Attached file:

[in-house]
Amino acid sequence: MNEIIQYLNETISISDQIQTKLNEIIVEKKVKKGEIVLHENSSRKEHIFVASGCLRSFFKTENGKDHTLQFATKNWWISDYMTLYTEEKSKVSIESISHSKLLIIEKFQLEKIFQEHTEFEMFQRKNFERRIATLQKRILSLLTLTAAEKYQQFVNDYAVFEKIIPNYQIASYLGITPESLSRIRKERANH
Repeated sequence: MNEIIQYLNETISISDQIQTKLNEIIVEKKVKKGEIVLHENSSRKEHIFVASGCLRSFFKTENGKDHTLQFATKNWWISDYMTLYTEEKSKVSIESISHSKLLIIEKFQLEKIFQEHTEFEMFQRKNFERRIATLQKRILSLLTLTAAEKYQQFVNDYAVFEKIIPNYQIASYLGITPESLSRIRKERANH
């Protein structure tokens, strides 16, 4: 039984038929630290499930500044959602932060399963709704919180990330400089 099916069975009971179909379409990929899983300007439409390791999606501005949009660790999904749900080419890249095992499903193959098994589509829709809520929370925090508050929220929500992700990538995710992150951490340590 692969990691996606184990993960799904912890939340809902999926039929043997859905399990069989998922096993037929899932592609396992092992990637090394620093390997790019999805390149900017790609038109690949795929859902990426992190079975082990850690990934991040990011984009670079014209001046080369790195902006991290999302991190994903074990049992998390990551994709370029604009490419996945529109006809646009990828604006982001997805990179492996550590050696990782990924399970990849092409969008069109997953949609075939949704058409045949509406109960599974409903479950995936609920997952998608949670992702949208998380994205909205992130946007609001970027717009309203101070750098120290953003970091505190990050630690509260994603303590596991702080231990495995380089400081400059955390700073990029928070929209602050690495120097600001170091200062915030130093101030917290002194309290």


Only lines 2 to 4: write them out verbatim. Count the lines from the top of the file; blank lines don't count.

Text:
Amino acid sequence: MNEIIQYLNETISISDQIQTKLNEIIVEKKVKKGEIVLHENSSRKEHIFVASGCLRSFFKTENGKDHTLQFATKNWWISDYMTLYTEEKSKVSIESISHSKLLIIEKFQLEKIFQEHTEFEMFQRKNFERRIATLQKRILSLLTLTAAEKYQQFVNDYAVFEKIIPNYQIASYLGITPESLSRIRKERANH
Repeated sequence: MNEIIQYLNETISISDQIQTKLNEIIVEKKVKKGEIVLHENSSRKEHIFVASGCLRSFFKTENGKDHTLQFATKNWWISDYMTLYTEEKSKVSIESISHSKLLIIEKFQLEKIFQEHTEFEMFQRKNFERRIATLQKRILSLLTLTAAEKYQQFVNDYAVFEKIIPNYQIASYLGITPESLSRIRKERANH
């Protein structure tokens, strides 16, 4: 039984038929630290499930500044959602932060399963709704919180990330400089 099916069975009971179909379409990929899983300007439409390791999606501005949009660790999904749900080419890249095992499903193959098994589509829709809520929370925090508050929220929500992700990538995710992150951490340590 692969990691996606184990993960799904912890939340809902999926039929043997859905399990069989998922096993037929899932592609396992092992990637090394620093390997790019999805390149900017790609038109690949795929859902990426992190079975082990850690990934991040990011984009670079014209001046080369790195902006991290999302991190994903074990049992998390990551994709370029604009490419996945529109006809646009990828604006982001997805990179492996550590050696990782990924399970990849092409969008069109997953949609075939949704058409045949509406109960599974409903479950995936609920997952998608949670992702949208998380994205909205992130946007609001970027717009309203101070750098120290953003970091505190990050630690509260994603303590596991702080231990495995380089400081400059955390700073990029928070929209602050690495120097600001170091200062915030130093101030917290002194309290």